Anatole Paine is a software engineer on Boomtrain’s data and infrastructure team. He came to us from Quantcast, whose products focus on real-time advertising and audience measurement; there, he became well-versed in the nuances of the ad industry — as well as best practices for companies who are either creating display ad campaigns or relying on them for revenue.

In this post, Anatole shares some thoughts on ad-blocking, incentive models, UX, and the future of the display advertising industry.

 

A Word on Ad-Blocking

High-volume internet users live in an ad-saturated world that makes Times Square look calm. In particular, millennials have been saturated nearly all their lives, and they’re growing sick of it: as of August 2015, there were 198 million active adblock users worldwide.

I could editorialize for a long time about the problems with the current ad industry, but it boils down to this: ad-blocking is a result of the industry’s failure to self-regulate. The industry has had a long time to come up with an advertising experience that doesn’t turn users off, and so far, it has failed.

Advertisers themselves admit that they’ve let the problem fester. A telling quote from the International Advertising Bureau’s senior VP of technology and ad operations illustrates this point well: “As technologists tasked with delivering content and services to users, we lost track of the user experience. We messed up. Looking back now, our scraping of dimes may have cost us dollars in consumer loyalty.”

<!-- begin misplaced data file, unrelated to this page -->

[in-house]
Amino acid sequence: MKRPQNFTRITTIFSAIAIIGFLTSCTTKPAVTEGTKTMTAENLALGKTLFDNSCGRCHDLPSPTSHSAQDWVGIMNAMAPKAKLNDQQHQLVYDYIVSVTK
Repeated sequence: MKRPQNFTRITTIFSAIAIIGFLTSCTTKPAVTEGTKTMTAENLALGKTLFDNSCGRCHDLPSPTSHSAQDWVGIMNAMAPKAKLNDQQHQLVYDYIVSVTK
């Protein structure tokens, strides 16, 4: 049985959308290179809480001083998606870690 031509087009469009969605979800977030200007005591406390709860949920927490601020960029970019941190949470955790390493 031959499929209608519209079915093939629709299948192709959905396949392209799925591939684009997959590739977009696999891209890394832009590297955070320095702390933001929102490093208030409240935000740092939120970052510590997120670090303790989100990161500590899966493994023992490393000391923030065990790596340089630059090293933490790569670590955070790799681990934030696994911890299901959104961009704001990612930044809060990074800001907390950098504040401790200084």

There’s basically one way to stop ad-blocking — and that’s to regain public trust, and to create ad experiences that complement your brand (or, at the very least, don’t completely trash it).  

Why Most Ad Incentives Are Broken

First, it’s worth noting that no reputable display ad company does pay-per-click (PPC), because it’s too easy to falsify via a robot that just clicks an ad over and over.  

Cost-per-thousand-impressions (CPM, “cost per mille”) is popular, and useful if you’re trying to create brand awareness, but it won’t necessarily drive conversions.

The model for CPM also incentives ad exchanges to behave badly (for reference, an ad exchange is a platform that facilitates the buying and selling of ad inventory from different ad networks, often in real time). At the end of the day, they’re only incentivized to have companies buy more slots. Very little effort goes into regulating the quality of the ads, because while ad exchanges that take a percentage cut often make more money off of better inventory, sometimes they get the best results from simply serving up a huge volume of cheap ads.

Ad industry insiders widely regard cost-per-action (CPA) as the best measure of ad effectiveness. First, CPA actually tells you what percentage of people performed the action you intended to elicit in the first place: it can be as simple as a subscription or as complex as an in-store purchase. Second, focusing on actions keeps you focused on creating the kinds of ads that compel users (as opposed to making them want to ragequit the page they’re on).